Distal Ureteral Diameter Ratio is Predictive of Breakthrough Febrile Urinary Tract Infection - Beyond the Abstract

Diagnosis and management of vesicoureteral reflux are difficult to treat to the high associated risk of recurrent tract infections and renal scarring. Because of this, treatment goals include prevention of febrile infections, avoidance of renal injury, and minimizing morbidity of treatment and follow-up.1 Children are at higher risk for recurrent pyelonephritis as well as potential sequelae from renal injury. The distal uretal diameter ratio (UDR) has high interrater reliability and has been shown to be predictive of spontaneous reflux resolution. The goal of this study was to evaluate UDR on initial diagnostic cystogram and risk of breakthrough febrile urinary tract infection (UTI). The clinicians in this experiment hypothesized children with greater UDR would have an increased risk of febrile UTI. 

This was a retrospective study that identified 140 children with primary VUR between 1990 and 2010. Ureteral diameter ratio was computed by measuring largest ureteral diameter within the pelvis and dividing by the distance between L1 and L3 vertebral bodies. Patient demographics, UTI history, VUR grade, presence or absence of BBD and subsequent imaging were assessed and tested in univariate and multivariable analyses.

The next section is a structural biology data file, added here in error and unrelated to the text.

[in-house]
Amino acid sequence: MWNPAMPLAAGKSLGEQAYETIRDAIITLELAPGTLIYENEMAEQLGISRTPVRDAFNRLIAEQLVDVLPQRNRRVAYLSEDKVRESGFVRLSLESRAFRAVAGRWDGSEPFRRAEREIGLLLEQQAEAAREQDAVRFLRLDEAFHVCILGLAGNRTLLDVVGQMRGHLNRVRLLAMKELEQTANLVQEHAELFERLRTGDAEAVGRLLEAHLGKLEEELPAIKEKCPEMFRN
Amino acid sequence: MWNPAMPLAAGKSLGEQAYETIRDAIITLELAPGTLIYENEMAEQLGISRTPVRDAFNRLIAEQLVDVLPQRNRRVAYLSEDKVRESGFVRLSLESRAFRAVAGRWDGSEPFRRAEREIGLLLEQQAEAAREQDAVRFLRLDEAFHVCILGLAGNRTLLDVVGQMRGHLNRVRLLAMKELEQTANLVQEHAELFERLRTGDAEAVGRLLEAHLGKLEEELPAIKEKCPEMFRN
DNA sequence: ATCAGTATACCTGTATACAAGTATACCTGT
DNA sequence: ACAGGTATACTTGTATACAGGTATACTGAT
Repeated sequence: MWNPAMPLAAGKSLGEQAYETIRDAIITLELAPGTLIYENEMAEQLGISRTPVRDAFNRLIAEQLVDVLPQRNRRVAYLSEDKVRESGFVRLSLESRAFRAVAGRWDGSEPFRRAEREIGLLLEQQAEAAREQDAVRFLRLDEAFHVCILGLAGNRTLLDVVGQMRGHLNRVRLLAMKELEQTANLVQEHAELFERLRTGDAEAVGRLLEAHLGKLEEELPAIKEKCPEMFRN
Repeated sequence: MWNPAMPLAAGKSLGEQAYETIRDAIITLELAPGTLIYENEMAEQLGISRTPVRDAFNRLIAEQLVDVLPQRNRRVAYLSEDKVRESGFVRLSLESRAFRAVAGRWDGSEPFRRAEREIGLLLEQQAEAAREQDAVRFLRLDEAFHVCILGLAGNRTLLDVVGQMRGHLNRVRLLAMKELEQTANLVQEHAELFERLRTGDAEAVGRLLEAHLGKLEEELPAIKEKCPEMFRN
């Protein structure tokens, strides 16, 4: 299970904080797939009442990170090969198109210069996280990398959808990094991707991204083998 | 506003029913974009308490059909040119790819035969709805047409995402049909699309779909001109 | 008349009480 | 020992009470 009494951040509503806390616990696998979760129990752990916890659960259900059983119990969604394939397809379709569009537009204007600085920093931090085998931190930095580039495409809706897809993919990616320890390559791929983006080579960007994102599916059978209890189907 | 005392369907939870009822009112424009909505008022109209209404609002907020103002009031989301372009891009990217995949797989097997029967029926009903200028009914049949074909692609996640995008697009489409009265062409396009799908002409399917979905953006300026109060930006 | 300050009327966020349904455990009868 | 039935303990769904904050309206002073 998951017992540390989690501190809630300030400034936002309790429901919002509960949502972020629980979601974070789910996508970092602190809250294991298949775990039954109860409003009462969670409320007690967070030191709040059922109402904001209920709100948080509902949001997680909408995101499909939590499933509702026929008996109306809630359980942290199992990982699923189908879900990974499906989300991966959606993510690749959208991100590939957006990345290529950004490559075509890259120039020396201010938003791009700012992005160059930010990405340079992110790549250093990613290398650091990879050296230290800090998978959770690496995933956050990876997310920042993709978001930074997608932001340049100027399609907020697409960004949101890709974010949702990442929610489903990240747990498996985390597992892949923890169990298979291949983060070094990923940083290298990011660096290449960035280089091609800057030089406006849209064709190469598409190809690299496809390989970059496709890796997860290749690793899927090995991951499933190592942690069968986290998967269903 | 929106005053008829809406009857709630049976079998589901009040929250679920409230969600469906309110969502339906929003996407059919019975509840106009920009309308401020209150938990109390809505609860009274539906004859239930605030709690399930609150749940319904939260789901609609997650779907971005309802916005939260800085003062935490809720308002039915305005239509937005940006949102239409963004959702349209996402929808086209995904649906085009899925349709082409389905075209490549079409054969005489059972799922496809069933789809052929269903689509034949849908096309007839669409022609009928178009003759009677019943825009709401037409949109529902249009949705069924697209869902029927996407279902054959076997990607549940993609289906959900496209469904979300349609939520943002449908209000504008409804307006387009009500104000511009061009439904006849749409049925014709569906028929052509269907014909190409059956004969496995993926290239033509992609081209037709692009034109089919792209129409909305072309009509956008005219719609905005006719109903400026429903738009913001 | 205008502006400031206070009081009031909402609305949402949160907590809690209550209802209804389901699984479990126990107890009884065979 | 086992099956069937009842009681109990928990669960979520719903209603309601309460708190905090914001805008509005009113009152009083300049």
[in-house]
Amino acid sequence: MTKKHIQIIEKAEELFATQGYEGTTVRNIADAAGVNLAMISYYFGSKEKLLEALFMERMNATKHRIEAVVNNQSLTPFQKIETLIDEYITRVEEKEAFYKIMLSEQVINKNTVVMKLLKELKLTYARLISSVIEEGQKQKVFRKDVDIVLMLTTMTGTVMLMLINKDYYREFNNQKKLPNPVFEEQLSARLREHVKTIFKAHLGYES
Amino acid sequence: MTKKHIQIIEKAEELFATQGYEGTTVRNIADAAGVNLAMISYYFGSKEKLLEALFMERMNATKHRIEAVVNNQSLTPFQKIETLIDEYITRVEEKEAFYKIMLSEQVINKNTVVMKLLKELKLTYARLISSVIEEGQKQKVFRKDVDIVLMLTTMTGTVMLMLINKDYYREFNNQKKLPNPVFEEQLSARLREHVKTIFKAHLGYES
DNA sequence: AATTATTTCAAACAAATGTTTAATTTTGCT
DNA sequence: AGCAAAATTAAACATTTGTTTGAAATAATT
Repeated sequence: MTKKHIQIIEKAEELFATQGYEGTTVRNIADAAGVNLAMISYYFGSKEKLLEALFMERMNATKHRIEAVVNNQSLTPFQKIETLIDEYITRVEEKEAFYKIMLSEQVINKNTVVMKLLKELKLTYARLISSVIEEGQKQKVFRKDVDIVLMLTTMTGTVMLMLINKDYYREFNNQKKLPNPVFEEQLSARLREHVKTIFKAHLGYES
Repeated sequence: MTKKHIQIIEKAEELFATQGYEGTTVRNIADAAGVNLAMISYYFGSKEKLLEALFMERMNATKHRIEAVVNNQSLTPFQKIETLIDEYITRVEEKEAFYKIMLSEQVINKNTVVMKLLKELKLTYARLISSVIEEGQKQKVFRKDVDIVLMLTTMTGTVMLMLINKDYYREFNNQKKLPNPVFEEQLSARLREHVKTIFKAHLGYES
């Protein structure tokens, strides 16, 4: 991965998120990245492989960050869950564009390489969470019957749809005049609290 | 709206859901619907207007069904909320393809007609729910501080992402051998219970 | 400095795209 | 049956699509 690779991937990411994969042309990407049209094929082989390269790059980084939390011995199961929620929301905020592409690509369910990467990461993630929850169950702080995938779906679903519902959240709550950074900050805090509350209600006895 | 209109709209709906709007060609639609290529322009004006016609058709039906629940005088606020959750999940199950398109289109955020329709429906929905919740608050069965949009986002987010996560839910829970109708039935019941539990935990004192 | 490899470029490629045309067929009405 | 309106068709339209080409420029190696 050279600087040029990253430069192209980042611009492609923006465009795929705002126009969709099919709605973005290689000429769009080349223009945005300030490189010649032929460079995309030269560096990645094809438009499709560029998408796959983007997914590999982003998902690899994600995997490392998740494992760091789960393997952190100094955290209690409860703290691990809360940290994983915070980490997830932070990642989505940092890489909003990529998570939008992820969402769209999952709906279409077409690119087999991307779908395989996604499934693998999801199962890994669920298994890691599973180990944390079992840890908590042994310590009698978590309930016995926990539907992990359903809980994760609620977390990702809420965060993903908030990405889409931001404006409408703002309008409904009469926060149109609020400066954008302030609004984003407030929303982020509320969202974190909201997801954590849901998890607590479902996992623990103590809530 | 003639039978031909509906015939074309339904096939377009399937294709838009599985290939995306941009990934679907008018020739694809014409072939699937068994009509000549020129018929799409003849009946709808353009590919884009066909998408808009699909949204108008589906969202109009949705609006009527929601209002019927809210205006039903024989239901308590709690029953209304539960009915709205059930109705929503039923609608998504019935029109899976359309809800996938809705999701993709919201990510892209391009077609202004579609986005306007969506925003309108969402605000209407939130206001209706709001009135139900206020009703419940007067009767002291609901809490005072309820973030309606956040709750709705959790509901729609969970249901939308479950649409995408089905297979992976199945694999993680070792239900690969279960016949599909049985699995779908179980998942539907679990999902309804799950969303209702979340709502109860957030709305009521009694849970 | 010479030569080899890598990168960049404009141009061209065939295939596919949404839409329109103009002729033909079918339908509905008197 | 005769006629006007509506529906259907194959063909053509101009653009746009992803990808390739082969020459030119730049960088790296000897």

Primary outcome was breakthrough febrile urinary tract infections.

The results of the study showed that vesicoureteral reflux was grade 1 to 2 in 64 patients (45.7%), grade 3 in 50 (35.7%), grade 4 in 16 (11.4%) and grade 5 in 10 (7.2%). Of the 140 children (112 girls and 28 boys), 40 (28.6%) experienced breakthrough febrile urinary tract infections. 45 (32.1%) experienced spontaneous resolution of VUR at a mean +/- SD interval of 2.7 +/- 2.7 years, and 95 (67.9%) underwent surgical correction of VUR during clinical follow up at a mean +/- SD of 3.4 +/- 2.6 years from initial diagnosis. Ureteral diameter ratio was significantly greater in children with vs without breakthrough febrile infections.                                         

In conclusion, children with primary vesicoureteral reflux associated with an increased UDR are at greater risk for febrile UTI. Ureteral diameter ratio then provides as a valuable prognostic information about risk of recurrent pyelonephritis and may assist in clinical decision-making. Some limitations that the authors noted was the retrospective nature of the study design, false-positive specimens, and change of required bacterial colony count from 100,000 to 50,000. 

Written by: Zhamshid Okhunov, MD, University of California Irvine

References:
1. Peters CA, Skoog SJ, Arant BS Jr et al: Summary of the AUA guideline on management of primary vesicoureteral reflux in children. J Urol 2010; 184: 1134

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